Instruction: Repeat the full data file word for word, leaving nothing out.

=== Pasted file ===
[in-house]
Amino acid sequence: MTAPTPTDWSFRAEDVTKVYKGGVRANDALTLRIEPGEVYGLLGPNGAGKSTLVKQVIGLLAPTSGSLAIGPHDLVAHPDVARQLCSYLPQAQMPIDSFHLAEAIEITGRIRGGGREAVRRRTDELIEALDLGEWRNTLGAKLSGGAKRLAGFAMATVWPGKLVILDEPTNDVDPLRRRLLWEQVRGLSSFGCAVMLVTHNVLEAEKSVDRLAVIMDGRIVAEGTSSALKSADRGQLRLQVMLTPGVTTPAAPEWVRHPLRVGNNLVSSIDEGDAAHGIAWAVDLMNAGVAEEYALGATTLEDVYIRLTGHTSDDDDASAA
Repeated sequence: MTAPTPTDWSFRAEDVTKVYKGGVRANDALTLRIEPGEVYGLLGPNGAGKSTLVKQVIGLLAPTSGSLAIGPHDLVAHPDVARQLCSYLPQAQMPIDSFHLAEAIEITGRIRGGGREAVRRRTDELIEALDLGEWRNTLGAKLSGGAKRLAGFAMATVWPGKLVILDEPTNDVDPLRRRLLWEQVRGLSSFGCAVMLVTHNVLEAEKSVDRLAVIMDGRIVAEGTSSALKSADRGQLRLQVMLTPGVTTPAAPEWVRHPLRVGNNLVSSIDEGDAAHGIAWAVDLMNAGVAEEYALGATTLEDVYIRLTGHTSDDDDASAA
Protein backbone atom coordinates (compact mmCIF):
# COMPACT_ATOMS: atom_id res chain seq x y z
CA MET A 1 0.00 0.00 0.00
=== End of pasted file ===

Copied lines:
[in-house]
Amino acid sequence: MTAPTPTDWSFRAEDVTKVYKGGVRANDALTLRIEPGEVYGLLGPNGAGKSTLVKQVIGLLAPTSGSLAIGPHDLVAHPDVARQLCSYLPQAQMPIDSFHLAEAIEITGRIRGGGREAVRRRTDELIEALDLGEWRNTLGAKLSGGAKRLAGFAMATVWPGKLVILDEPTNDVDPLRRRLLWEQVRGLSSFGCAVMLVTHNVLEAEKSVDRLAVIMDGRIVAEGTSSALKSADRGQLRLQVMLTPGVTTPAAPEWVRHPLRVGNNLVSSIDEGDAAHGIAWAVDLMNAGVAEEYALGATTLEDVYIRLTGHTSDDDDASAA
Repeated sequence: MTAPTPTDWSFRAEDVTKVYKGGVRANDALTLRIEPGEVYGLLGPNGAGKSTLVKQVIGLLAPTSGSLAIGPHDLVAHPDVARQLCSYLPQAQMPIDSFHLAEAIEITGRIRGGGREAVRRRTDELIEALDLGEWRNTLGAKLSGGAKRLAGFAMATVWPGKLVILDEPTNDVDPLRRRLLWEQVRGLSSFGCAVMLVTHNVLEAEKSVDRLAVIMDGRIVAEGTSSALKSADRGQLRLQVMLTPGVTTPAAPEWVRHPLRVGNNLVSSIDEGDAAHGIAWAVDLMNAGVAEEYALGATTLEDVYIRLTGHTSDDDDASAA
Protein backbone atom coordinates (compact mmCIF):
# COMPACT_ATOMS: atom_id res chain seq x y z
CA MET A 1 0.00 0.00 0.00